Jesus’ Abiding Presence – Br. Jim Woodrum

Isabella Stewart Gardner Memorial Mass
(given at the Gardner Museum)

Which painting stands out to you the most in this incredible museum? In a group like ours, everyone likely has their own favorite painting, with some choices overlapping. Among the many exceptional artworks here, one that I particularly admire is Sandro Botticelli’s “The Virgin and Child with an Angel.” Painted sometime between 1470 and 1474, it was acquired by Mrs. Gardner in 1899. I’ve been reading Natalie Dykstra’s new biography, “Chasing Beauty,” where I discovered that this painting was also one of Mrs. Gardner’s favorites.[i] Interestingly, I think it bears a resemblance to a famous photo of Belle (as Mrs. Gardner was known familiarly) and her beloved son Jackie, taken in 1864.[ii] This painting, like that photograph is iconic.

When I say that, I am not suggesting that the painting is admired for its great influence or significance in a specific sphere, perhaps like Mrs. Gardner—herself to this day, an icon. Instead, I use the term “iconic” in the sense that when we gaze at this painting, it conveys something much deeper than merely a depiction of a woman, child, and angel with wheat and grapes. Like a religious icon, every detail in the painting prayerfully hints at a richer narrative—one that may require time and contemplation to fully appreciate. Similarly, in the gospels, Jesus often taught his disciples using iconic stories called parables such as the parable of the Prodigal Son and the parable of the Good Samaritan. Read More

Expansive Love – Br. Luke Ditewig

Br. Luke Ditewig

Matthew 2:14-21

Fiber, beads, pigment, wax, wood, copper, historic rosters and photos, digital image and database software. We Brothers played with these and more for a week of creativity. Diverse mediums for diverse persons, each in the image of our Divine Maker.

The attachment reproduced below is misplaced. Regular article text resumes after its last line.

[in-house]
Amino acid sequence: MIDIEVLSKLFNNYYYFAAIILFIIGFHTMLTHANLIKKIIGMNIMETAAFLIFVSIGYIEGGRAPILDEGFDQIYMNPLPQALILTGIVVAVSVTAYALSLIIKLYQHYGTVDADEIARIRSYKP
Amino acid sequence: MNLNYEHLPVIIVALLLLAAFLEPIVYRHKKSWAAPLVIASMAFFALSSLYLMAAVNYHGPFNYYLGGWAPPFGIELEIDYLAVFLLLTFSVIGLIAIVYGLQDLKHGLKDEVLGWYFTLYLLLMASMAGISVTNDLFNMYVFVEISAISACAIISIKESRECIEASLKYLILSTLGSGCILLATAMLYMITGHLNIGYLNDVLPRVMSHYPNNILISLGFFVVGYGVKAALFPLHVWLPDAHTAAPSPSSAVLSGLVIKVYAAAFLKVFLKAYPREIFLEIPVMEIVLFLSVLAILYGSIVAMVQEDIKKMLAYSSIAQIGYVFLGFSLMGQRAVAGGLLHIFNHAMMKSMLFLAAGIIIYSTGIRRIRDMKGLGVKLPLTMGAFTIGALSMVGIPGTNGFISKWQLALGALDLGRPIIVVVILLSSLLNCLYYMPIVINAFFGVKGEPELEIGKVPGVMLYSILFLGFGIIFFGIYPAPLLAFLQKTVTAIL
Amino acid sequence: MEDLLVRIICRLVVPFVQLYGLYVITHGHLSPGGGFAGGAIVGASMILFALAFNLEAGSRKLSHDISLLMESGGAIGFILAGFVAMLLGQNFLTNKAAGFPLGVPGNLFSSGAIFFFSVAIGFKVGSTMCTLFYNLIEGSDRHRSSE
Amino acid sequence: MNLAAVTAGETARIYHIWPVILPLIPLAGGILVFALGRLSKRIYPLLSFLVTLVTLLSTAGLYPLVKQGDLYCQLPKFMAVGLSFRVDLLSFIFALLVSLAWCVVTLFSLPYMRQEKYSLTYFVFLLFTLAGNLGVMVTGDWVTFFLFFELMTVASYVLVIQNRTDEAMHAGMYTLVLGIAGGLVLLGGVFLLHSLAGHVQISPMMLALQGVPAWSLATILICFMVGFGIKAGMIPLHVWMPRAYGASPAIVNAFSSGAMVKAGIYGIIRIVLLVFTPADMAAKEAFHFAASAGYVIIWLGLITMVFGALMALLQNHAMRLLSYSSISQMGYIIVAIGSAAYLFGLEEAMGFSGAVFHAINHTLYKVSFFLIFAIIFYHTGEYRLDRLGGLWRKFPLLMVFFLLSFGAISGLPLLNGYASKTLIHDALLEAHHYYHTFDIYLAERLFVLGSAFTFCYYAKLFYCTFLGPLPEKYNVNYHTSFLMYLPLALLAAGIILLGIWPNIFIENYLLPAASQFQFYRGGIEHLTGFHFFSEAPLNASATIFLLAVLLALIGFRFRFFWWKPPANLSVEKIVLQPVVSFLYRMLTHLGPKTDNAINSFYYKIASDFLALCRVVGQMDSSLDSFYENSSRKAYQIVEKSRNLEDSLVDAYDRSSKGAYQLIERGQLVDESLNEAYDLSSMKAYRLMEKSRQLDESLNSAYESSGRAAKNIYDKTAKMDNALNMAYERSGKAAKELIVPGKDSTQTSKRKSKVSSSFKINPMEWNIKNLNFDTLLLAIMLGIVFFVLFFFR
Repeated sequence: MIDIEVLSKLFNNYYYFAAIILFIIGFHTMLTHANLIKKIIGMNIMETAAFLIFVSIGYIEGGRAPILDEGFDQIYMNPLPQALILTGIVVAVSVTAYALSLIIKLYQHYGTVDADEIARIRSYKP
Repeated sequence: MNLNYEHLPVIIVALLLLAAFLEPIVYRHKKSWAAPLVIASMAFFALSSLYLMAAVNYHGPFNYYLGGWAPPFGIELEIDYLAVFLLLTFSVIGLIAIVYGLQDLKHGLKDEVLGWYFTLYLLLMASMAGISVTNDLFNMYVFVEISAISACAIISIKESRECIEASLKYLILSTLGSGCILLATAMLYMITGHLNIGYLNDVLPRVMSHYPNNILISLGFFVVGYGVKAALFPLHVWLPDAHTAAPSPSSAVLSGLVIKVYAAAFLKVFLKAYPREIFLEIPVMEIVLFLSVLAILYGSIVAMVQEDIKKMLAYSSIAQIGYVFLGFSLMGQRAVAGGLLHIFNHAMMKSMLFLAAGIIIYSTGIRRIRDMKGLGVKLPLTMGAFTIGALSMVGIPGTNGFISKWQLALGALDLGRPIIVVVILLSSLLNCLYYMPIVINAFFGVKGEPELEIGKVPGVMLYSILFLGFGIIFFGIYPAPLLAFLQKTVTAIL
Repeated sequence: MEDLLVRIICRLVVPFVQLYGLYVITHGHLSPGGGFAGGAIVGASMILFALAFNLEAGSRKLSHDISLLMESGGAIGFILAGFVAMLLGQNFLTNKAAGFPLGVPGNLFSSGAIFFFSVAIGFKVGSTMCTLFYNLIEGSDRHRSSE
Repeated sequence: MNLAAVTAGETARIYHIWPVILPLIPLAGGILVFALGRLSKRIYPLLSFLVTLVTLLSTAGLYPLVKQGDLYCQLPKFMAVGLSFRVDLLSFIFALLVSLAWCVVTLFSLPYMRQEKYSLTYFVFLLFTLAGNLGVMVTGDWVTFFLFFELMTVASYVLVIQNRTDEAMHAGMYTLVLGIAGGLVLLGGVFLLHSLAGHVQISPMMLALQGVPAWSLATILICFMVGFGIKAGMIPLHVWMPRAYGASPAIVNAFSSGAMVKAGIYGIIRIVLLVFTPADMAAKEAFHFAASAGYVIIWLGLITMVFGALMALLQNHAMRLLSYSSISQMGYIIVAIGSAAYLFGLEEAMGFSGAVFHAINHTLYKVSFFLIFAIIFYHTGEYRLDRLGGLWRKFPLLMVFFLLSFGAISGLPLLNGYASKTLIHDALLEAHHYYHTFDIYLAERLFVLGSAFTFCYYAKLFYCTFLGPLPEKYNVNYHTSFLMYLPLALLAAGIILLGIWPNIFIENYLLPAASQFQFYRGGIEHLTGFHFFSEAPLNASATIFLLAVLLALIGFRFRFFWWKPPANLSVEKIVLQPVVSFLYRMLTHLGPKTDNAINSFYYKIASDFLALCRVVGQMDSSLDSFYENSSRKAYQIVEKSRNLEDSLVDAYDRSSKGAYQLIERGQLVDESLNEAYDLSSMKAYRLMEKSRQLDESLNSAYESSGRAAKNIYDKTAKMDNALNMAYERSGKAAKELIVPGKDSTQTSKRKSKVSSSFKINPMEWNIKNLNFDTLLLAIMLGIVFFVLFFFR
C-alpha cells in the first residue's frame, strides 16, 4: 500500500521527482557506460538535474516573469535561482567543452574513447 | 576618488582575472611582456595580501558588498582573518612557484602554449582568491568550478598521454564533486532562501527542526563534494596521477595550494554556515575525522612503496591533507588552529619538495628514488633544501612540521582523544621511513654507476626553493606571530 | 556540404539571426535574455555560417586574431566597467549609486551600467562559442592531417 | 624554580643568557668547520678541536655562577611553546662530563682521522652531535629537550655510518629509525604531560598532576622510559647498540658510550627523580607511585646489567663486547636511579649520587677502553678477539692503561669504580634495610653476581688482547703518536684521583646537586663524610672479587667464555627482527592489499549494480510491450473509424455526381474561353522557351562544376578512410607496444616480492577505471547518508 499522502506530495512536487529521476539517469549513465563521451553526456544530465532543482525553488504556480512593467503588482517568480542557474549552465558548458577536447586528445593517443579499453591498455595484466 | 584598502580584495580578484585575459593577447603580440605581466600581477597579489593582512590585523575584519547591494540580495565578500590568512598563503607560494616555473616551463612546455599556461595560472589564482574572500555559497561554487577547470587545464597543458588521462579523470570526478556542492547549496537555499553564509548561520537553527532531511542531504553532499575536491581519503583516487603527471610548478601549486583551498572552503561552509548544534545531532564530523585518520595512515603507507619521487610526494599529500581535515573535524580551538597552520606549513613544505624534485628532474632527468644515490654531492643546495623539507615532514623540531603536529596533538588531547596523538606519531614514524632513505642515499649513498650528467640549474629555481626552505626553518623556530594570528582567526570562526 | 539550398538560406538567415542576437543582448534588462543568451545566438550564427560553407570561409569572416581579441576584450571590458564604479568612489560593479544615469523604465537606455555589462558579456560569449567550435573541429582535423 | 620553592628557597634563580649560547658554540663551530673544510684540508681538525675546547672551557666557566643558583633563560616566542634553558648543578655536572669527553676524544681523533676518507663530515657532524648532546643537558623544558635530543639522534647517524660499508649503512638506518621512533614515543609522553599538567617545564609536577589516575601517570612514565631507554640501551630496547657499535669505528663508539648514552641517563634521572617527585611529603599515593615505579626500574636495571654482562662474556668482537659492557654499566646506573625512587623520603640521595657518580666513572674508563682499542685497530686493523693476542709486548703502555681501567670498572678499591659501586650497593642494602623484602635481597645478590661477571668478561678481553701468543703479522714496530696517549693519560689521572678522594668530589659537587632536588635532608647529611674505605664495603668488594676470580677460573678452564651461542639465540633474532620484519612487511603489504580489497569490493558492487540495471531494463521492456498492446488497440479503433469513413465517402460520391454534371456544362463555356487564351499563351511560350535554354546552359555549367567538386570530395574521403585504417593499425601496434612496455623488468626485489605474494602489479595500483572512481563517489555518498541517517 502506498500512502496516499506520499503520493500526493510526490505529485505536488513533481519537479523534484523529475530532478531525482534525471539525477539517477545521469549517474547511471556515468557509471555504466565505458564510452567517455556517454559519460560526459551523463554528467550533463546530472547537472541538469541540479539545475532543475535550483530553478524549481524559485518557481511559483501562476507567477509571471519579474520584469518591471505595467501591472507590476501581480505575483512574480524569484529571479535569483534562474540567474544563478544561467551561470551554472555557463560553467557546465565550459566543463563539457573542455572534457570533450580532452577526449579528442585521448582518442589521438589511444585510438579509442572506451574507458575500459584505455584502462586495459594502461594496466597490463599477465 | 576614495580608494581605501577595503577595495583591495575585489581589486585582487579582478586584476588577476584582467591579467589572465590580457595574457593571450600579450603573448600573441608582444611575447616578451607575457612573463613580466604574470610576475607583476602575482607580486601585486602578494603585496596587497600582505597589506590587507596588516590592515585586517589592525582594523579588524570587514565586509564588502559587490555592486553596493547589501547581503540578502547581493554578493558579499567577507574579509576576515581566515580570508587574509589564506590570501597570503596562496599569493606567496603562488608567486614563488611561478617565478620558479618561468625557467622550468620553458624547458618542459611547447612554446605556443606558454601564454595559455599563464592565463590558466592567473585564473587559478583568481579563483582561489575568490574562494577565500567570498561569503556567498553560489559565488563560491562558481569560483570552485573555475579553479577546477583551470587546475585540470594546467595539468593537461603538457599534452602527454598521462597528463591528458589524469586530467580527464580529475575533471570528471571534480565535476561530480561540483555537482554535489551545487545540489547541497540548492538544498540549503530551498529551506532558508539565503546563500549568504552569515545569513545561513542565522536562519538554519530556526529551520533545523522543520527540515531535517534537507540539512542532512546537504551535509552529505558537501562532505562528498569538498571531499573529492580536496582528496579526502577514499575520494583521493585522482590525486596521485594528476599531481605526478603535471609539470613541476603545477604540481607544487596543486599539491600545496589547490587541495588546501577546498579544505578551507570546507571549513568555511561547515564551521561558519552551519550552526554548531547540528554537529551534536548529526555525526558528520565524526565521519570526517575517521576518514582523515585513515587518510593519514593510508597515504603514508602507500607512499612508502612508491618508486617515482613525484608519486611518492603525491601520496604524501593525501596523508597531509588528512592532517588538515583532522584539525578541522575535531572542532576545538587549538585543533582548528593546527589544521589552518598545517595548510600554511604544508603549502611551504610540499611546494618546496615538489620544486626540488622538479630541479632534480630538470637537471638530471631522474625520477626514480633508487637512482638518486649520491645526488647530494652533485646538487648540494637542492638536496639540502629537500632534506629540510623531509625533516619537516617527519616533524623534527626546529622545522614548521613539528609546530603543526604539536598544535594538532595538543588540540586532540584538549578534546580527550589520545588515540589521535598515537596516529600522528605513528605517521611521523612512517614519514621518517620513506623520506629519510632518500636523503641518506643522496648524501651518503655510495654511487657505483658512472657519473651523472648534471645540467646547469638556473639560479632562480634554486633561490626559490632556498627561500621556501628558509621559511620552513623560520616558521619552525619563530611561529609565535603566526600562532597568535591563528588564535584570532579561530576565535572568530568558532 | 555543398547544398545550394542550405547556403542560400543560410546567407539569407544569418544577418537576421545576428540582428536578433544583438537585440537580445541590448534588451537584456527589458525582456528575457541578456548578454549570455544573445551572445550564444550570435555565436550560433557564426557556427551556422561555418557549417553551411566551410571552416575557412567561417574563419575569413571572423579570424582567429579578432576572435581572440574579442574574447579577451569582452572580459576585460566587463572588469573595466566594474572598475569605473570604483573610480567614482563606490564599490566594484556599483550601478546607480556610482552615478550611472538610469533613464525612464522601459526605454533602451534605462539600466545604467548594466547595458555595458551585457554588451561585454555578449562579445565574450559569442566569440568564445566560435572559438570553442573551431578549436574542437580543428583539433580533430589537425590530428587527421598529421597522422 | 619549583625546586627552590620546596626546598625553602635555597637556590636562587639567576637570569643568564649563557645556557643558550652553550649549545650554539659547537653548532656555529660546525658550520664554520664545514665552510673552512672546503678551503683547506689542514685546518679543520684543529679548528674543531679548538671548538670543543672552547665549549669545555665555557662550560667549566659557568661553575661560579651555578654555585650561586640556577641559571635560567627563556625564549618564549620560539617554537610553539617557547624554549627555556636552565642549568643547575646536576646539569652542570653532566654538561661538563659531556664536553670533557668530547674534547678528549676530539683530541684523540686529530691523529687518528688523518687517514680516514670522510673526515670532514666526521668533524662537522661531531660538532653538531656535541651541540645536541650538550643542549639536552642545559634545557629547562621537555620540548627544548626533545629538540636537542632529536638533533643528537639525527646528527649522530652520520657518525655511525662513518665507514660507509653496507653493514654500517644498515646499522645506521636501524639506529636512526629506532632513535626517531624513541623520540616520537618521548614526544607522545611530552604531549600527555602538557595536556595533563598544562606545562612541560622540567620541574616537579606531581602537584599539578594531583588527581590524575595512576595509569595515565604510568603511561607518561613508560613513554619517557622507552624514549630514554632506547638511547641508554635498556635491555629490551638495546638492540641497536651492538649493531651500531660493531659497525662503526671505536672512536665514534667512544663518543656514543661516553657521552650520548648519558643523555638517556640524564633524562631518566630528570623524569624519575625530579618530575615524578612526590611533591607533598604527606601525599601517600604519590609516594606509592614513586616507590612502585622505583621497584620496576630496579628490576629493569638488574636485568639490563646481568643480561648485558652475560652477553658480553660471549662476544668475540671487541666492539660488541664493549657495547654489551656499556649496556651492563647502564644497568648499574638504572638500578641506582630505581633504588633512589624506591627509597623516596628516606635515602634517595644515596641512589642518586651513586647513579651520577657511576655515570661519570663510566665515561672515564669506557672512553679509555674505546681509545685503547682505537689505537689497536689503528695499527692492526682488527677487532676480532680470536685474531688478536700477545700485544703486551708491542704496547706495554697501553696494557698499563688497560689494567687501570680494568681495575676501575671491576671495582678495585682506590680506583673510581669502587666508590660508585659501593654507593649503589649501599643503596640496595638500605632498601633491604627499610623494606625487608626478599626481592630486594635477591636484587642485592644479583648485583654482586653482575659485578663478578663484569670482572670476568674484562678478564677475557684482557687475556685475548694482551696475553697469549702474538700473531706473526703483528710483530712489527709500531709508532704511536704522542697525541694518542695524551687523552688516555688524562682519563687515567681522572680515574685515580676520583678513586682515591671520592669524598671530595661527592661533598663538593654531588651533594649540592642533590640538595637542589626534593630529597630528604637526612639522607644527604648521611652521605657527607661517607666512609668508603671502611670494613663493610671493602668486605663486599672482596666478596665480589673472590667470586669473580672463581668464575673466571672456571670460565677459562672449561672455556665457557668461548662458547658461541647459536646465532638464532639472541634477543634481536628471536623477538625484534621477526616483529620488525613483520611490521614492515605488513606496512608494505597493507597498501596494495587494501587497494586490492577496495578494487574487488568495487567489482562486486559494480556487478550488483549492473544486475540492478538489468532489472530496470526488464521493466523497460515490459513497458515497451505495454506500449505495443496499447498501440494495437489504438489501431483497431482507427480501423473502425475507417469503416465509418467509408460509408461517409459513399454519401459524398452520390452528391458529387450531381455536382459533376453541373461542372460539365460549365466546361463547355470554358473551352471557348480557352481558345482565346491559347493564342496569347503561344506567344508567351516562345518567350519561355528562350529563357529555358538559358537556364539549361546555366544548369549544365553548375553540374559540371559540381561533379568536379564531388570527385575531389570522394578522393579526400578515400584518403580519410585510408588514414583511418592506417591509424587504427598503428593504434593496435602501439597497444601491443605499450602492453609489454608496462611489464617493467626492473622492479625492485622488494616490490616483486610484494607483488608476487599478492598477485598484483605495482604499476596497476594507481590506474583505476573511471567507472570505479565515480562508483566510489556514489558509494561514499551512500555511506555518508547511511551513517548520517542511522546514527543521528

Matthew opens his telling of the good news with a genealogy notably including four courageous women: Tamar, Rahab, Ruth, and Bathsheba. Their stories and that of sinful husbands Judah and David are scandalous. All four are foreigners. Jesus’ bloodline is not only Jewish but also Canaanite, Moabite, and Hittite. Jesus came for the world from the world.[i] Read More

The Word Was Made Beautiful – Br. Keith Nelson

Br. Keith NelsonIsaiah 52:7-10 & John 1:1-14

We are here to celebrate Christ, to rejoice and revel in the revelation of the Word made Flesh, to fall headlong into belief for the first time, or the five-thousandth time. You are here, probably, to listen – for the first or the five-thousandth time, to “hear the good news of the messenger who announces peace, who brings good news, who announces salvation,” in the words of Isaiah. But, probably, you are also drawn to see. To see and exclaim, even before hearing, How beautiful. How beautiful: the messenger’s feet upon the mountains. How beautiful: the holy arm which the Lord has bared. My God, how beautiful: this Child we have sought with the eyes of our hearts for so long.

Christmas, for Christians in the West, is the foremost opportunity to re-embrace the Medieval impulse to look and to touch; to show things of great meaning first, then to tell as commentary on the showing. As the faith of Christians in the Middle East, Africa and Latin America remains to this day, the faith of the Medieval West was unabashedly sensory. Looking and touching and tasting were essential to believing, and they are even more so today. Read More